Mental Health and Well-being Families » Frequently Asked Questions for Families

Frequently Asked Questions for Families

What is a mental health crisis?

A crisis is any situation in which the child's behaviors puts them at risk of hurting themselves or others and/or when the parent isn't able to resolve the situation with the skills and resources available.
If you are worried that your child is in crisis or nearing a crisis, seek help. Assess the situation before deciding whom to call.
Most importantly – safety first!
Is your child in danger of hurting themselves, others or property? Bring them to the nearest emergency department, your family physician or call North Eastern Ontario Family and Children's Services at 705-360-7100.

Do you need emergency assistance? Is safety a concern? Call 911.

Do you have time to start with a phone call for guidance and support from a mental health professionals or crisis team? These support services can help.

Where do I start?  My child needs help but is not in crisis. 

The easiest way to get started is to see your family doctor. If you don't have a family doctor, go to a walk-in clinic. You can also go to a counseling agency such as North Eastern Ontario Family and Children's Services.  To see a psychiatrist, you will need a referral from your family doctor.  To learn more visit Family Care Centre Resources.

Should I reach out for help or is my child experiencing normal stress?

Ask yourself the next few questions...
  • Have they been feeling this way for a prolonged period of time?
  • Is how they are feeling affecting their everyday life in a negative way?
  • Are they dealing with their problems in unhealthy ways?
If you answered yes to these questions or are unsure, you should consider talking to someone.  You can speak to the principal or guidance teacher who can then connect your child to a Social Worker or Child and Youth Worker at the school. 

How do I talk to my child about mental health?

Parents play an important role in the positive development of their children's mental health. Parents are encouraged to watch these videos to learn how they can talk about mental health with their child or teen. 

How do I talk to my child about alcohol and drugs?

You may feel like your teen is tuning you out but, the truth is, they're listening more than you think! In fact, parents have been shown to have an important and growing influence when it comes to teens' use of alcohol and other drugs.   When it comes to alcohol and other drug use, having a teen who talks to you can make a world of difference.  Learn how to prepare your teen to make good decisions.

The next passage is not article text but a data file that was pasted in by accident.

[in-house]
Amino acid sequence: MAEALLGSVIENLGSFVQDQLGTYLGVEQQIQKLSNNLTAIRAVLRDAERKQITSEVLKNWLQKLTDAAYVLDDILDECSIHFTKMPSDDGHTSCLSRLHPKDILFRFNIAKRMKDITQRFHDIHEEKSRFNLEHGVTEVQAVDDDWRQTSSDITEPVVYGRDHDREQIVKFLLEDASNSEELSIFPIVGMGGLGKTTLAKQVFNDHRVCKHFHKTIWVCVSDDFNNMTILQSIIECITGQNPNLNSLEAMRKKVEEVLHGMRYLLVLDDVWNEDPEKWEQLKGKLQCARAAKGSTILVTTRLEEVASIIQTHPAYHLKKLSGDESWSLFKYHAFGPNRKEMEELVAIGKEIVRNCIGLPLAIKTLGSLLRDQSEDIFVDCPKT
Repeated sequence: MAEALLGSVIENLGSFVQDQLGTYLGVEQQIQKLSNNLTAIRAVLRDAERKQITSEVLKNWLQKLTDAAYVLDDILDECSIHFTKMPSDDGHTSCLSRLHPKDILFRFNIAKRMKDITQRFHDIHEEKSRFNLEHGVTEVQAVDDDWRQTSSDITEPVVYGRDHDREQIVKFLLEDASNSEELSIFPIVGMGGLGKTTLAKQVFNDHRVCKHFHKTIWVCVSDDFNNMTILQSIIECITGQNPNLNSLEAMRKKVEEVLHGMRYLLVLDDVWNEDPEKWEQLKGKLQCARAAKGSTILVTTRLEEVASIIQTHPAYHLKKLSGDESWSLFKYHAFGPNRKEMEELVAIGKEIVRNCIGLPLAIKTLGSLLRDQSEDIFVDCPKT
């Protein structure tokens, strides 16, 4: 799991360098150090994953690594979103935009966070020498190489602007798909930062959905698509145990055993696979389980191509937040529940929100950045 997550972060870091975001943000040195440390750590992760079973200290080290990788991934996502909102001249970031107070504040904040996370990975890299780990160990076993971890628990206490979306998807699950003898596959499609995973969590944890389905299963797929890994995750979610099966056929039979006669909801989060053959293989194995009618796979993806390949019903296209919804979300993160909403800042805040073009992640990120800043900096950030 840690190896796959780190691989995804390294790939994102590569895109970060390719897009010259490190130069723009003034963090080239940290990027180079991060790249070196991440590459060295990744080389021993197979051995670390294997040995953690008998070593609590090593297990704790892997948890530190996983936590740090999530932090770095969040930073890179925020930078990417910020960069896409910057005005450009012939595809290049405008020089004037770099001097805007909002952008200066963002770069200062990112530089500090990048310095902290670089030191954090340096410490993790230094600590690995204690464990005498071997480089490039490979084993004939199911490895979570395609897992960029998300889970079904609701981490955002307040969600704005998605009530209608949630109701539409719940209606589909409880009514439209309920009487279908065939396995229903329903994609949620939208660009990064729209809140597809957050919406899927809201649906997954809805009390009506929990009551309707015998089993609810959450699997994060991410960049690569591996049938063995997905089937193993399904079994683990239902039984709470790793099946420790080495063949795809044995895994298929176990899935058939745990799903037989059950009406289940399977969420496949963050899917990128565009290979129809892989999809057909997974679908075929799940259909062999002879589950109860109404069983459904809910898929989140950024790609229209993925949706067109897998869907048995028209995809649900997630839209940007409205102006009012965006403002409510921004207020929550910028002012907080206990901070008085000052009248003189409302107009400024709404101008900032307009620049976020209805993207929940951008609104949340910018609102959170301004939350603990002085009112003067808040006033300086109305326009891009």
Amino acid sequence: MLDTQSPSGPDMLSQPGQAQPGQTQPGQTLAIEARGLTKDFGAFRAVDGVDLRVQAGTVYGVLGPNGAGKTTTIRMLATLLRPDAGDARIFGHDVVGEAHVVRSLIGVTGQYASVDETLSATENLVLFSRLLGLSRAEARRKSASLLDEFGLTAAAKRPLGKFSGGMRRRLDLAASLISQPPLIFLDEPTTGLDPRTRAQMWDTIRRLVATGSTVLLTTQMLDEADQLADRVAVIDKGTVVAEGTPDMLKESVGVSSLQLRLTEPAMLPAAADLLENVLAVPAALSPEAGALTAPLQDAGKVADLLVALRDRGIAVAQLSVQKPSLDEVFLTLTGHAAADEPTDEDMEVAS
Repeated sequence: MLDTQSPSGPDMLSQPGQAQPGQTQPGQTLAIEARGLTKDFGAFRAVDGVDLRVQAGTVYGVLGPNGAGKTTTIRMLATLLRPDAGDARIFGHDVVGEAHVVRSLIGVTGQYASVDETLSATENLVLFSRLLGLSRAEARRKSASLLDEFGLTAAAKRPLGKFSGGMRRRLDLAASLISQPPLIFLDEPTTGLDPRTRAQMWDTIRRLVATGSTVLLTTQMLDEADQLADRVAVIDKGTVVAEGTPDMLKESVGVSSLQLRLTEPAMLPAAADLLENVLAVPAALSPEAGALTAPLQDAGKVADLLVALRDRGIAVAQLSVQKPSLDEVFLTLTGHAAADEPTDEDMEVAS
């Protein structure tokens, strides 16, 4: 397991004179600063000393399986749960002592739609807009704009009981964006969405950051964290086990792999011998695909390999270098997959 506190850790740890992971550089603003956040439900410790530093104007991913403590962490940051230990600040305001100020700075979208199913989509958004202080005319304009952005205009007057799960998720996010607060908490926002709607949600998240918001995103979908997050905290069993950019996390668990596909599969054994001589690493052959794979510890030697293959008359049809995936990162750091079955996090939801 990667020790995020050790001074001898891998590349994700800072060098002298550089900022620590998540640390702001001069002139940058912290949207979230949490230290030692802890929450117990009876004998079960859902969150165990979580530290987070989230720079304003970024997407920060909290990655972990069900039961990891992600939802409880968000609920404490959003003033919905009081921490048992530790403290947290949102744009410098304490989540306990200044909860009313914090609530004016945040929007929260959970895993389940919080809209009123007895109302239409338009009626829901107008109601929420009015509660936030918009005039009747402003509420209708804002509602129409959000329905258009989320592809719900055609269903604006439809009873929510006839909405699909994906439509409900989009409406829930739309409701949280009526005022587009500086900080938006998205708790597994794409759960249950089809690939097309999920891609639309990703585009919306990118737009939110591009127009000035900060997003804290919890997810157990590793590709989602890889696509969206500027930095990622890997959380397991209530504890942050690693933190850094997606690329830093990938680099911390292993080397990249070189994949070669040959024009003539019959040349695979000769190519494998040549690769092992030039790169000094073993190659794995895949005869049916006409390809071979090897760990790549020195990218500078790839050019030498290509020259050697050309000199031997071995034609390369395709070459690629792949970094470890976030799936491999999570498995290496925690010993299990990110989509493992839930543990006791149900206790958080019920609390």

Where can I learn more about mental health?

Mental Health is defined as a state of well-being in which every person is able to realize their own potential, is able to cope with stressors of daily life, and is able to engage and contribute to the overall community (World Health Organization, 2018). Learn more at:

Are there any support groups for family members taking care of children with Mental Health needs?

Parents for Children's Mental Health (PCMH) is dedicated to improving the lives of families and the services for child and youth mental health.  PCMH links families to important networks within their communities to ensure they get the care they need and the support of families who can relate and support them. Learn more at:

How do I communicate my child's Mental Health needs to their teacher(s)?

If your child's mental health condition is affecting their functioning at school, your first step should be to identify their condition with your family physician or a mental health professional.  You can then present the diagnostic information to the school.  With younger children (Kindergarten to Grade 5), it may make sense to start with your child's classroom teacher while with middle or high school students, it's usually best to start with the school's principal or vice-principal.
It is not unusual to be nervous about meeting with school officials when your child is having behavioural or emotional problems.  Be as honest, direct and specific as possible and ask questions about what teachers are seeing at school.  Don't assume the behaviour will be the same at school as it is at home. Our teachers will work collaboratively with you to accommodate, include and support your child.  

What is my child's school doing to support their mental health?

Everyday educators select from a variety of practices to enhance classroom conditions and build social emotional skills in ways that best meet the needs of their students.  As a foundational cornerstone of their work they use their professional judgement to understand the context of their classroom and students to maximize the growth of student in their care. In addition to this, research-based social and emotional programs are delivered class-wide.  These teach essential core competencies including self-management, self-awareness, responsible decision making, relationship skills and social awareness.

What can I do to promote my child's mental health and well-being?

Parent resources are available to support the social and emotional programs being delivered in our schools.  Information is available at: